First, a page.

I'll take a bigger-picture look at quarterback Jay Cutler later Tuesday afternoon, but for now let's consider a pretty significant assertion: Monday night might not have been Cutler's most prolific night as an NFL starter, but it was his most efficient. He completed 75 percent of his passes and finished with 275 yards, averaging 11.5 yards per attempt. Two of his 18 completions went for touchdowns. According to the Elias Sports Bureau, Cutler had never before completed 75 percent of his passes while pushing the ball downfield enough to average even 10 yards per attempt. In Bears history, only two other players -- Vince Evans in 1980 and Jim Harbaugh in 1992 -- had reached such a difficult set of milestones to achieve. It means Cutler was extraordinarily accurate, even if he was throwing lower-percentage downfield passes.
Raise your hand if you thought Lance Briggs was still that fast. Briggs, who will turn 32 in November, ran away from the field after intercepting Cowboys quarterback Tony Romo at 26-yard line in the third quarter. Among the Cowboys players who couldn't catch Briggs was tailback DeMarco Murray, who ran his 40-yard dash at the 2011 scouting combine in 4.37 seconds. Watching Briggs and cornerback Charles Tillman (31) both return interceptions for scores was a reminder that the Bears have some absolute freaks of athletic nature on their defense. It took Briggs a while to recover from his 74-yard sprint, which is to be expected, but it's nice to know he can still turn on the jets when needed.
In discussing the Bears' offensive line last spring, Cutler noted there would be only so many times when tackles could get help against pass rushers. At some point, Cutler rightfully acknowledged, the Bears' tackles would have to win their one-on-one blocks. To that end, there were a number of occasions Monday night when the Bears had to leave left tackle J'Marcus Webb matched up along against Cowboys pass rusher DeMarcus Ware. And you know what? It wasn't a disaster. Ware did have a sack on a play Cutler held the ball too long by his own admission. But anecdotally there were at least a half dozen times when I watched the matchup and saw Webb, one way or the other, direct Ware around the pocket. Monday night, he did his job quite reasonably and earned some unsolicited kudos from Cutler afterwards.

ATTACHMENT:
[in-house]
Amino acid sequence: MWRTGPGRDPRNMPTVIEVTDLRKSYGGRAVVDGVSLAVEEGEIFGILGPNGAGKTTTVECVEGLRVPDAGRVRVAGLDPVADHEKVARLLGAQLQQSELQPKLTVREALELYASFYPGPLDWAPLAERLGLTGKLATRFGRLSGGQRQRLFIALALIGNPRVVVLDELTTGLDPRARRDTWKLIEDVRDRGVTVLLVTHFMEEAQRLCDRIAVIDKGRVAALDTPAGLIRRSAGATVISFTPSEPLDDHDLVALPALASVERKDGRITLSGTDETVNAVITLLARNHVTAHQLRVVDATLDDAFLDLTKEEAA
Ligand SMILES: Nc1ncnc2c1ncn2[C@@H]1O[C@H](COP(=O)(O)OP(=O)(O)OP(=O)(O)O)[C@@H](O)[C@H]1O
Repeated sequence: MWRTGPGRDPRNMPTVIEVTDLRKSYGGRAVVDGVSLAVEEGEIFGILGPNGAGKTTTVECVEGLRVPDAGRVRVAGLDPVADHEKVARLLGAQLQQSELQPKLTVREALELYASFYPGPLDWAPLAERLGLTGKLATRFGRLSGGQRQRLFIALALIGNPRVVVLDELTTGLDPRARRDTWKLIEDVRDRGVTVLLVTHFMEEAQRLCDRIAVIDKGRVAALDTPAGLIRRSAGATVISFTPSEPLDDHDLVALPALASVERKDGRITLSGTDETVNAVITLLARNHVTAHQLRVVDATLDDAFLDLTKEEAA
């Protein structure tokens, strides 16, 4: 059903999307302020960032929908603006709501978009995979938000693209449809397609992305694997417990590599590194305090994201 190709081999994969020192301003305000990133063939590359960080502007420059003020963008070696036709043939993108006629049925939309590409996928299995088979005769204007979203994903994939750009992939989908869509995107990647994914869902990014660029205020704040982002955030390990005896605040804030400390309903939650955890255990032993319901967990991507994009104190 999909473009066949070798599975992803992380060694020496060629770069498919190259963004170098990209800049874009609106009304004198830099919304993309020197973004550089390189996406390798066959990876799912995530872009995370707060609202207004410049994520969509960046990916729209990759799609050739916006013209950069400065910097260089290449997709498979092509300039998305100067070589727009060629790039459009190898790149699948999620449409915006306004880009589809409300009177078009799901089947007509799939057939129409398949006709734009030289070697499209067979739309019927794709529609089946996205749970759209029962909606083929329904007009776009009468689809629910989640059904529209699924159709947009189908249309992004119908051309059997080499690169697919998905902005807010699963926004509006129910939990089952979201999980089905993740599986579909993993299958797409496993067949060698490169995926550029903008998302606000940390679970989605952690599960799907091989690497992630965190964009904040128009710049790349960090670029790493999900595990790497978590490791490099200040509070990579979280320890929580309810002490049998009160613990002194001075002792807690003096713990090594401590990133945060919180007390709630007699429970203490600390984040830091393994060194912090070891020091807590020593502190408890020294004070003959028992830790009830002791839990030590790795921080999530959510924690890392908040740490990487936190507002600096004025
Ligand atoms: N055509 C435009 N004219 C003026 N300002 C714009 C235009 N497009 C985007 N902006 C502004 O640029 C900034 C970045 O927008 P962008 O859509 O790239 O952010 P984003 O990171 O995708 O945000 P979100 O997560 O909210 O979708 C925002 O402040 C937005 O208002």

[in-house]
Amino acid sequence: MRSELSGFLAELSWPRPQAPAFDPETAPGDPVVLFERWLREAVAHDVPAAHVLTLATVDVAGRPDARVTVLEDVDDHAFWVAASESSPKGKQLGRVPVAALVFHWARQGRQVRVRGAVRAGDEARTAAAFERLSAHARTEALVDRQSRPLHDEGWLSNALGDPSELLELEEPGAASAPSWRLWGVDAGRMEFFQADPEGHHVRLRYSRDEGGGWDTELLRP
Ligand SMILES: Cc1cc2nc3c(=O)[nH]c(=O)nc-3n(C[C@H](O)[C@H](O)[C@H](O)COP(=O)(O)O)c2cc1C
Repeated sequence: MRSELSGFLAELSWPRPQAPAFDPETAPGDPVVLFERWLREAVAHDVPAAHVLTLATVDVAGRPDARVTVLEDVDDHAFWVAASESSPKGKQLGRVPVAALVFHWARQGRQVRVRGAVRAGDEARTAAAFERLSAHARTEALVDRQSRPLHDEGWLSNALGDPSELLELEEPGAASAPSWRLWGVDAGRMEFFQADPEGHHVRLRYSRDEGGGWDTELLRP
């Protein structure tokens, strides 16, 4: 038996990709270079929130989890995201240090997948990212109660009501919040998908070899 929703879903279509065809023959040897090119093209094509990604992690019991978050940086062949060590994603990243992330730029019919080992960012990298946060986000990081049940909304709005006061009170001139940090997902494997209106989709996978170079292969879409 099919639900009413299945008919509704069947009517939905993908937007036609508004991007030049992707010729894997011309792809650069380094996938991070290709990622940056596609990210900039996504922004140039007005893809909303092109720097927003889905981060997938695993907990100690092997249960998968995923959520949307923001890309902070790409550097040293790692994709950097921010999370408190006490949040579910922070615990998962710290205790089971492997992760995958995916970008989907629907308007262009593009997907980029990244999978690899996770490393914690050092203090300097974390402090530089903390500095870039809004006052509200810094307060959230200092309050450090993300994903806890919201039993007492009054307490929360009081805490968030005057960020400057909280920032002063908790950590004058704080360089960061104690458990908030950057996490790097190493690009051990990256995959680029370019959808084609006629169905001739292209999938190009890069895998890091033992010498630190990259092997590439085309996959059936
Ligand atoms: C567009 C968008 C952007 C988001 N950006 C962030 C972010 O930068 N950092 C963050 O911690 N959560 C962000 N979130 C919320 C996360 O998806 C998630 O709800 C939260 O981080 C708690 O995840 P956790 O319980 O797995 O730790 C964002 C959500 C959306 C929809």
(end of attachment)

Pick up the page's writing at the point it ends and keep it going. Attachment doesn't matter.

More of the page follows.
And here is one issue I still don't get:
I'm wondering what it will take for people outside of the NFC North to realize that Henry Melton has become one of the league's best playmakers from the defensive tackle position. After sacking Cowboys quarterback Tony Romo once Monday night, Melton ranks second in the NFL among all defensive tackles with four sacks through four games. (Geno Atkins of the Cincinnati Bengals has five sacks.) Melton was also the player who collapsed the pocket on the play Briggs returned his interception for a touchdown. Sure, Melton benefits from having a dominant end like Julius Peppers playing alongside him. But at some point we should acknowledge that Melton, former college running back, has more than supported the Bears' decision to install him as an unknown starter in 2011. He has 11 sacks in 19 career starts.